Hon. Mr. McDonald: As the purchasing is done through Government Services, I should be properly allowing the Minister of Government Services to respond to the question.
In terms of general direction, the Department of Government Services, the Department of Education and the principals all feel it is desirable for there to be more latitude for principals to do the ordering themselves for the schools. There is every desire to make the system happen with a faster turnaround time from the date of decision to purchase to the day the materials arrive.
With those principles in mind, Government Services, Education, and the schools are working out a system that is workable and meets the objectives.
Mrs. Firth: I want to know whether it is going to happen or not.
Hon. Mr. McDonald: I have every intention of it happening, and I think that it will happen; yes.
Mrs. Firth: Can the Minister give us any indication of when that will become the new policy?
Hon. Mr. McDonald: I hope that it becomes the policy as soon as possible. Those objectives will be met through policy change before the next school year.
Mrs. Firth: There has been a fair amount of coverage in the media lately about the disease AIDS. I understand there is a compulsory educational program on AIDS in the school system. Can the Minister tell us something about that compulsory program?
Hon. Mr. McDonald: The BC government provided a new program about AIDS through their family life program. This document is the program guideline. I will send it across in a minute. The program itself was developed in BC as part of the ministrys new family life education curriculum, which incorporated a component on AIDS. Because it required fairly limited in-service training for teachers, it was able to be implemented into our program immediately upon receipt. That is the core of the AIDS education, although the department does take program materials from other ministries around the country and uses those materials to provide support for instruction through our family life program. That has all been done within the last couple of months.
Chairman: The time now being 5:30 p.m., we will now recess until 7:30 p.m.
Chairman: The Committee of the Whole will now come to order. We will continue with general debate, Department of Education.
Hon. Mr. McDonald: To give some Members some time to return from the hockey game, I will answer a question from the Member for Faro regarding busing contractors. The situation was as I had explained it respecting rural communities. Busing contractors are provided with credit cards. They do purchase fuel at local retail outlets in the communities, and the bills are forwarded to the Department of Education who verify with busing records supplied to the department. The bills are then paid by the Department of Education.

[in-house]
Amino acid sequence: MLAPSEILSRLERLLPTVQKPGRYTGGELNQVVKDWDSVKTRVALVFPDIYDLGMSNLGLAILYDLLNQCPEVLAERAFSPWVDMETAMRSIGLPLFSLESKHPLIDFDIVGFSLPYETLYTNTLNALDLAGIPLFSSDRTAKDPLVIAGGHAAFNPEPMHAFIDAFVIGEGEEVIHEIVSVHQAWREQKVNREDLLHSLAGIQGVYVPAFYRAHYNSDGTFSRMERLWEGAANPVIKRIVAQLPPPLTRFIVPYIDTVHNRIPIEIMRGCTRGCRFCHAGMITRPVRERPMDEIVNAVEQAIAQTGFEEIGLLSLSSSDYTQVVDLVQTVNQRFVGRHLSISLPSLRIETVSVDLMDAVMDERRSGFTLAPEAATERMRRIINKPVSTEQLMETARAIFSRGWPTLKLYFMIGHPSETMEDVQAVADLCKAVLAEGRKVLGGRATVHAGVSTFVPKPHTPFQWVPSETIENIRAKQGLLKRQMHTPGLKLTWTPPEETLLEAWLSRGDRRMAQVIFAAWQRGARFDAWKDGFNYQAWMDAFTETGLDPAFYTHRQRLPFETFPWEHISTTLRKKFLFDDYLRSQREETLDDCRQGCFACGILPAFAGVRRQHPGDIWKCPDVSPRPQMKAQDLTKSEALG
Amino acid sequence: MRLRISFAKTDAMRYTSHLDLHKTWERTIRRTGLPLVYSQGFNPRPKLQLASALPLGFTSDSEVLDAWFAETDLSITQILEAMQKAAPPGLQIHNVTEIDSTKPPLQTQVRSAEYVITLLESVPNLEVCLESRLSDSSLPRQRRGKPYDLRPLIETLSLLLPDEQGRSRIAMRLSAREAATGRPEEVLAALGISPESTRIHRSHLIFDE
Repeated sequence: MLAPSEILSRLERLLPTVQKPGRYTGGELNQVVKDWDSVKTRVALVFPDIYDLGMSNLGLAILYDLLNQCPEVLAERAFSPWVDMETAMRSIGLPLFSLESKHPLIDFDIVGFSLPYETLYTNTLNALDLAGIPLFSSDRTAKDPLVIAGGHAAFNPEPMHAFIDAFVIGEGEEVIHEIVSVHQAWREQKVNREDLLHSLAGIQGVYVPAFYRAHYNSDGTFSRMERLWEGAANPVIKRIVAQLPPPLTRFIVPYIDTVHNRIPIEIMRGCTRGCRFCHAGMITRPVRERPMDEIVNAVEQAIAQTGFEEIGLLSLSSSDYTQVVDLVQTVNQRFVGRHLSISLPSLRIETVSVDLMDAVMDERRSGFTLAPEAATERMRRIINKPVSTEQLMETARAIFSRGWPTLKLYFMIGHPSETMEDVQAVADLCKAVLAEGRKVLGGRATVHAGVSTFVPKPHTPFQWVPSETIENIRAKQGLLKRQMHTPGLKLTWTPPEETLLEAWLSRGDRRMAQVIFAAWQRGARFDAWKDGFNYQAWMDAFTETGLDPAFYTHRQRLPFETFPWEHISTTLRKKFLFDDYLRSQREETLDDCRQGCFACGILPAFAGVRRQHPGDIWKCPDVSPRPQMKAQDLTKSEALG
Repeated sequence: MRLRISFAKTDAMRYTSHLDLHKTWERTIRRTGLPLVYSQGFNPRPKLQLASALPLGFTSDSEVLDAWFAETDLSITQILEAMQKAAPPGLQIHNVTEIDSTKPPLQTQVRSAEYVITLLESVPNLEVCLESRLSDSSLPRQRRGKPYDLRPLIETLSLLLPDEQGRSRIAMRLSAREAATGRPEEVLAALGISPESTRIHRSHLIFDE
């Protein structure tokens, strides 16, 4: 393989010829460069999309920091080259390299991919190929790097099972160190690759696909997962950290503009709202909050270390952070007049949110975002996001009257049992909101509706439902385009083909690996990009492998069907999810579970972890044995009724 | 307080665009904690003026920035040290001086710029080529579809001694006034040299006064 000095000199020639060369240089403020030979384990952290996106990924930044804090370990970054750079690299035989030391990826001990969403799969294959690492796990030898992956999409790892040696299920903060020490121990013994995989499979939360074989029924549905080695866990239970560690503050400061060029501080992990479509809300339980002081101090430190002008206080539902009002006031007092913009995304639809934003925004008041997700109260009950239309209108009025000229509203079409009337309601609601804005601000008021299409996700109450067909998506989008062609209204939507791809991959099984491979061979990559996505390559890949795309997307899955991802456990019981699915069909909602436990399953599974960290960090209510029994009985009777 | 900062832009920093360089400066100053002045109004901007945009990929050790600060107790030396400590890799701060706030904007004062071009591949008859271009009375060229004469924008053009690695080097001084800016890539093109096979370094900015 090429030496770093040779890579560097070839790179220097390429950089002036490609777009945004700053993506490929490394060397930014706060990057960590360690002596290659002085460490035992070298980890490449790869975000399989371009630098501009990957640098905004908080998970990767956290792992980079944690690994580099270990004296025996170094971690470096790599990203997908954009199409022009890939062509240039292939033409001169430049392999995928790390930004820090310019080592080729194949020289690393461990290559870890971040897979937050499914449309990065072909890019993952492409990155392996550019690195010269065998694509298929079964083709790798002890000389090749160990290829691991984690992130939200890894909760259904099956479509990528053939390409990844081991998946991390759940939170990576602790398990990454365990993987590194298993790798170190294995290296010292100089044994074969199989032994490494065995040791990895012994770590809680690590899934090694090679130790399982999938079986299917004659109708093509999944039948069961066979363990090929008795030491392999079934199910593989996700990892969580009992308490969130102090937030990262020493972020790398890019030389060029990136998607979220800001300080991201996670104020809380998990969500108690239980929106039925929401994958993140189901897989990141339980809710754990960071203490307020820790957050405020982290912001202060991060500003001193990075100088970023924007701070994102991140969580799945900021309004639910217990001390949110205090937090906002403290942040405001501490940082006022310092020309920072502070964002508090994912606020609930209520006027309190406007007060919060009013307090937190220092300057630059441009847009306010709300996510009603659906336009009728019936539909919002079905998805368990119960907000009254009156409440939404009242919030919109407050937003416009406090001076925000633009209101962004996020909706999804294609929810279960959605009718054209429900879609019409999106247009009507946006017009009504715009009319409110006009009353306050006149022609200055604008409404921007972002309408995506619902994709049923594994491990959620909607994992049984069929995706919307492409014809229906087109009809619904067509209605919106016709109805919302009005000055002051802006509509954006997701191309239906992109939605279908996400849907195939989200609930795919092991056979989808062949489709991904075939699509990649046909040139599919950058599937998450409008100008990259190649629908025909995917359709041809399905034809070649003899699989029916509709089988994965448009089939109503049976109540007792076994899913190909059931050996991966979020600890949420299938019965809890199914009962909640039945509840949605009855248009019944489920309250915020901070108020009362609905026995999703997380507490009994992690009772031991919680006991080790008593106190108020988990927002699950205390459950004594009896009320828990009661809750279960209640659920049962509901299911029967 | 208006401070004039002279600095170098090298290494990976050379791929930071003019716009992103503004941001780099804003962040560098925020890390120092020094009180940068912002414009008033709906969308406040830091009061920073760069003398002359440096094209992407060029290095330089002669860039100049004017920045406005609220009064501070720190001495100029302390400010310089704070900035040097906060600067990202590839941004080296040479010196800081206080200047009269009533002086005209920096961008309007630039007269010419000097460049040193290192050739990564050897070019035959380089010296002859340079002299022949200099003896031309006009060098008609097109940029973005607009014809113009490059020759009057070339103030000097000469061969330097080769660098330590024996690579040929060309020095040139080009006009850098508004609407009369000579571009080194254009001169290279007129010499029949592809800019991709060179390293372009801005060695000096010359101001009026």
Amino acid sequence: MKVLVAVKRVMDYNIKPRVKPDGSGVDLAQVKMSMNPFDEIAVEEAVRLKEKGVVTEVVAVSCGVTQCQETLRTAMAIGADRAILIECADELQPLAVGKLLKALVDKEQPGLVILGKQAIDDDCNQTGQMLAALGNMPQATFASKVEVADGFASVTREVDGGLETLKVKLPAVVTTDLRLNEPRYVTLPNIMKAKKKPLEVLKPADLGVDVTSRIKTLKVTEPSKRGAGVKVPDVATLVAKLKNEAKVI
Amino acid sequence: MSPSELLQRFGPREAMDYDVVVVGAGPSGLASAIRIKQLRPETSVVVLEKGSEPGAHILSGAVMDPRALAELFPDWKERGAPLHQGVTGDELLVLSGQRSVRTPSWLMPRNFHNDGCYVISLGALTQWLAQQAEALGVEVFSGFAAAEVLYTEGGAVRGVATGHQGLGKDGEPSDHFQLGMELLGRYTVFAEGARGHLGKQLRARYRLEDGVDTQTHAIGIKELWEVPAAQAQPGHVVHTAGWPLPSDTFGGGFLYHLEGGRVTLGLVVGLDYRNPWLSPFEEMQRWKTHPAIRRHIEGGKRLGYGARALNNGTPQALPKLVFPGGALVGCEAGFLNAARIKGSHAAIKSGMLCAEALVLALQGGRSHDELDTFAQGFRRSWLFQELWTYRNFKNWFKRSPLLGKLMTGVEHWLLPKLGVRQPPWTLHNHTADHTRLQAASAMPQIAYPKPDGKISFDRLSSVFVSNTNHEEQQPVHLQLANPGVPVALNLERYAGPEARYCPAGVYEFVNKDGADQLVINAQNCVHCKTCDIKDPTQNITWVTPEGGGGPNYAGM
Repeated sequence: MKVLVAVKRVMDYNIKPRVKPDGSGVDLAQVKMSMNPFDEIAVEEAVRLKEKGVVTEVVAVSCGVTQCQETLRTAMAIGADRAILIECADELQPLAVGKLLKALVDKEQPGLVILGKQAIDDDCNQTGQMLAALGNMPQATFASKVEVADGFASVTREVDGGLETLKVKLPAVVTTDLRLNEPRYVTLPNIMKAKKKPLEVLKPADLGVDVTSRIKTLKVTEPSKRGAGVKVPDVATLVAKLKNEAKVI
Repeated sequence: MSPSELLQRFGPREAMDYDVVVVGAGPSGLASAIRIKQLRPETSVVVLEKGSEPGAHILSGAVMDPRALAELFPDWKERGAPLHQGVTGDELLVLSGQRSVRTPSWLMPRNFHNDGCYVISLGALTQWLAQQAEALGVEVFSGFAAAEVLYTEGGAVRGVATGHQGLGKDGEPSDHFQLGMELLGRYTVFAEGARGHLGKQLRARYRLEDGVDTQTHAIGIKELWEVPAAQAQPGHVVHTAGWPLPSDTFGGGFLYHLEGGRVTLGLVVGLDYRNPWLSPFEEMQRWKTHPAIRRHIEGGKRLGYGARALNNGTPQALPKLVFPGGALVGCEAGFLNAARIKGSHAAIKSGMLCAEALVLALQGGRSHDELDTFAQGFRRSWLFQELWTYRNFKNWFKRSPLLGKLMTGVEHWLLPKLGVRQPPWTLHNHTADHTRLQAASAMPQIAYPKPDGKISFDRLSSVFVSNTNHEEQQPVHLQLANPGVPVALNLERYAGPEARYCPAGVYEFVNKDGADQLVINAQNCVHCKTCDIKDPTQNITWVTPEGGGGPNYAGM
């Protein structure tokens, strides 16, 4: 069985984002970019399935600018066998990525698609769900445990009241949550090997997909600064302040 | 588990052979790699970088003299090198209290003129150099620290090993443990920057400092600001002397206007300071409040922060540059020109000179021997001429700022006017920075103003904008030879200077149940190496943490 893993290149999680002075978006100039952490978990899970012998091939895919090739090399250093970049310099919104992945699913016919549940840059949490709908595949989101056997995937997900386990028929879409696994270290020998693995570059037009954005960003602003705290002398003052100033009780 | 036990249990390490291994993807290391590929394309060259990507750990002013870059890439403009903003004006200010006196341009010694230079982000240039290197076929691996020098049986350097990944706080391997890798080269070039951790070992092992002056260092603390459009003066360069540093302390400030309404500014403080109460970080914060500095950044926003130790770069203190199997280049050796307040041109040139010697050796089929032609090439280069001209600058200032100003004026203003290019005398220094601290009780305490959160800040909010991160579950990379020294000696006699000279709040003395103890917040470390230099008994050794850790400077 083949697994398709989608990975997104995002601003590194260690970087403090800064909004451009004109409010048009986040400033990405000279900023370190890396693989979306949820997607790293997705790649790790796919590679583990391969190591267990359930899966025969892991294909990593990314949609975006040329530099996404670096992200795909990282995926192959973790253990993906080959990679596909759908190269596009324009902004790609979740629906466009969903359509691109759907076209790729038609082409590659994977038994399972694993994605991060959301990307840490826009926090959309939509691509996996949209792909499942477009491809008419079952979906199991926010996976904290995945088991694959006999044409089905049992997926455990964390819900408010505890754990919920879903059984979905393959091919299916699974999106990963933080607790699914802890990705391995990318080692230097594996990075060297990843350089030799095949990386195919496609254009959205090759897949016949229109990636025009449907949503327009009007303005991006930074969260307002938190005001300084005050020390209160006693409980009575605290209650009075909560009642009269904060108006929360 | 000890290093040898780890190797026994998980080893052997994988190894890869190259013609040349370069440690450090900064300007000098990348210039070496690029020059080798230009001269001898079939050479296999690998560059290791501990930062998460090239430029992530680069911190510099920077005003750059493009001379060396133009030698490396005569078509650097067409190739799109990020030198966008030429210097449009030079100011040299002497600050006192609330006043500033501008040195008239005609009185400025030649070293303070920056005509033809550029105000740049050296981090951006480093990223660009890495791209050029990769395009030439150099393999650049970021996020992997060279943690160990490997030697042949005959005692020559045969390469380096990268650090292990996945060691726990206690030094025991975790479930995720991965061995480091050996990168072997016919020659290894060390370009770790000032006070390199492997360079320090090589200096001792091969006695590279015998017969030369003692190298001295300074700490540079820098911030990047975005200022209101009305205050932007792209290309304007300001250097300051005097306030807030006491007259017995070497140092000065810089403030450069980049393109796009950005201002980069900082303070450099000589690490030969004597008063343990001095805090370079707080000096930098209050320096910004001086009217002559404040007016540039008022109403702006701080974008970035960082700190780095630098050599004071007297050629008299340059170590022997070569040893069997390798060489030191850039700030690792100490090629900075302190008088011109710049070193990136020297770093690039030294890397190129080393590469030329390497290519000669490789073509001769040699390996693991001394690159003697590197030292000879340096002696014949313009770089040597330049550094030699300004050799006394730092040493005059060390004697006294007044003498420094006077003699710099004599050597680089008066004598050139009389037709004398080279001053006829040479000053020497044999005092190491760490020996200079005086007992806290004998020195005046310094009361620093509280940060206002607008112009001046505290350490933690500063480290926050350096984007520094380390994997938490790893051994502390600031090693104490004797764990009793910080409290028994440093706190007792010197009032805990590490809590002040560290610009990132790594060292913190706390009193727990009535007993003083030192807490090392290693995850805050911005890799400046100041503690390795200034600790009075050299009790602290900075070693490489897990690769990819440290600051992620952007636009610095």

In Whitehorse, Diversified Transportation has installed fuel tanks on their property. These tanks are filled every couple of weeks following tender procedure issued by Government Services. They are then drained by the busing company to perform busing services. The same procedure applies to both fuel tanks in rural areas. The busing company verifies its records of the miles traveled with the Department of Education. The department then pays for the fuel.
Mr. McLachlan: Does the government have any discounted price that it pays the service station operators through Government Services or Education, or does it pay the full pump price?
Hon. Mr. McDonald: We pay the full pump price. The Department of Highways, for example, takes the lowest pump price as determined by the highway foreman at the beginning of every month. If the pump price goes up, they will have another look at the pump prices in the district to see if they will change retail outlets.
On Finance and Administration
Mrs. Firth: Could the Minister give us a person year breakdown for this please?
Hon. Mr. McDonald: Is the Member looking for a person year breakdown for the department or just for Finance and Administration?
Mrs. Firth: I am looking for Finance and Administration.
Chairman: This is Finance and Administration, general debate.
Hon. Mr. McDonald: Perhaps what I could do is to give a quick breakdown of the difference in the 1987-88 and the 1988-89 budget, in total. There is not a great deal of change and I can probably identify exactly where there are changes in this particular branch.
The department this year has forecasted to have 598.6 person years. The 1988-89 Estimates show an increase to 603 person years. What I could do is to indicate where the changes are projected to come. It is a difference between 598.6 and 603.02. In terms of increases to the person year complement, there are projected to be six person years approved for Yukon College for 1988 due to the move to the new college site, for custodial and security services. There are 2.5 for student accommodation for the Yukon College, and two are for the Early Childhood instructor term positions for the Yukon College. There are deletions of two and a half term person years, as a result of the exodus from the Nisutlin campus, and three person years as a result of deletion in the policy planning unit, due to the fact that the special projects were scheduled to wind up. There was also 0.42 of a person year was the result of a French language term that ended in the 1986-87 year - there was a minor adjustment of 0.16 - that should indicate the difference in person years in the entire department.